Research has shown that speech and language skills are often severely delayed in children with disabilities such as Down's Syndrome or autism. In order to stimulate these skills, it is essential that regular speech therapy is provided from an early age.
This practical guide offers parents, and other carers, a week-by-week programme that encourages language acquisition, and aims to teach the child to use the type of language and communication that is appropriate in differing situations. Professor Irene Johansson's early intervention programmes are widely practised in Sweden, and are based on the belief that language and communication develop as an integral part of the child's overall development, and are therefore important for the development of other abilities.
The first two chapters of the book provide a theoretical background to early language intervention, and a summary of the research undertaken in order to develop the programme. This is followed by a step-by-step guide, which is divided into twelve sections, each section containing four weekly programmes. Every week, a new activity is built into the routine between child and parent, such as repeating different rhythms of syllables, encouraging the child to identify a sound source, teaching the child to take and give different objects, and helping them to use and understand simple language and gestures. The book has been written in a straightforward, jargon-free style and is accompanied by illustrations, making it accessible to both parents and professionals.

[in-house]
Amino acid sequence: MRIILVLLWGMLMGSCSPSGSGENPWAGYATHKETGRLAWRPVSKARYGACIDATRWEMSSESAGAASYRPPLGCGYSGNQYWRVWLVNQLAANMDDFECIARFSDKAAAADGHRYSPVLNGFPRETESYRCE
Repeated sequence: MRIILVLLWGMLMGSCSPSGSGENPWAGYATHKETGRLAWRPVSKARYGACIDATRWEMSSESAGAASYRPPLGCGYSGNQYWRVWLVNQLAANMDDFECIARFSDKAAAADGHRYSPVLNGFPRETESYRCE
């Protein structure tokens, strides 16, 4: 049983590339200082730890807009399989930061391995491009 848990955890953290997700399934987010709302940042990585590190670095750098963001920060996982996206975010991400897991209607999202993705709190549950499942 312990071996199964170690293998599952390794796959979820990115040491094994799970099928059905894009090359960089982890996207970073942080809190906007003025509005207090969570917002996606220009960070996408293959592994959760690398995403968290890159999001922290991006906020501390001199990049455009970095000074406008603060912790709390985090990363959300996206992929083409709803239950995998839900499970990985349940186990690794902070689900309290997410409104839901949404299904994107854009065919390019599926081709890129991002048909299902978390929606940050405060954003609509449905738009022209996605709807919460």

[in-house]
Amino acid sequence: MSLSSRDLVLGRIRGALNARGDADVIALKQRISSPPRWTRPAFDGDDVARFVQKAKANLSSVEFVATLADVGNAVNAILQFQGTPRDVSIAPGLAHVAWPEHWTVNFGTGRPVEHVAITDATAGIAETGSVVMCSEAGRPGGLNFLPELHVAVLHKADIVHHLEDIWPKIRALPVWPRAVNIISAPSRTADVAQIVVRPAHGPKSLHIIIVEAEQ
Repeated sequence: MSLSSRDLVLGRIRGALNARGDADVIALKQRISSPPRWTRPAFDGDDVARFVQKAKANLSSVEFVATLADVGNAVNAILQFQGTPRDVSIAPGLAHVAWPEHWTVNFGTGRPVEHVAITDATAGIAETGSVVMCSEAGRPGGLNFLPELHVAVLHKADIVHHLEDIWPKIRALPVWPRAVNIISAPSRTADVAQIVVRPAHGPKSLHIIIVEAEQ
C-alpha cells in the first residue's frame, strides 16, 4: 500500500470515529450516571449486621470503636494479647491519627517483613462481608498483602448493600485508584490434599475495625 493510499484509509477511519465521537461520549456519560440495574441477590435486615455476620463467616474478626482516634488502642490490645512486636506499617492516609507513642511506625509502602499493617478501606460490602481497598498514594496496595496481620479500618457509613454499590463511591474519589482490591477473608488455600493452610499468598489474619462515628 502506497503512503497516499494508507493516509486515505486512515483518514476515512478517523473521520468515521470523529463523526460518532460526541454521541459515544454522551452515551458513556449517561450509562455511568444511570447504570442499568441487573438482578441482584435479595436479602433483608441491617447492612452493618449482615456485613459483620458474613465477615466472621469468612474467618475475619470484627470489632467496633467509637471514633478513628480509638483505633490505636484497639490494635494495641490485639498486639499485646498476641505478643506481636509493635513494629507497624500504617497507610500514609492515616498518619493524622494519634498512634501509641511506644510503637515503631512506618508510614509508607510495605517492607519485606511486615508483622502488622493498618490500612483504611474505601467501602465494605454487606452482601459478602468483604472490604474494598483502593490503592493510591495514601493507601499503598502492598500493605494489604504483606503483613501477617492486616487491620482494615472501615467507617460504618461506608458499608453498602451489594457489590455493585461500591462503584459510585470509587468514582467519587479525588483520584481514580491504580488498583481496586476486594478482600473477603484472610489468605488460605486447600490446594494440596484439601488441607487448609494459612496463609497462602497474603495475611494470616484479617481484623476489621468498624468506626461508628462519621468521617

Irene Johansson is Professor at the Department of Linguistics, Umea University. Eva Thomas is a Speech and Language Therapist, Eastbourne Health Authority
Theoretical Background to Early Language Intervention 1. Training Towards Performative Communication. 1.1 Interaction 1.2 Vision 1.3 Listening 1.4 Motor Skills 1.5 Play 1.6 Imitation 2. Data Covering the Development of the Children Taking Part in the Project Early Language Intervention in Children with Down's Syndrome. Practical Advice and Activities. Activities (1-12). References.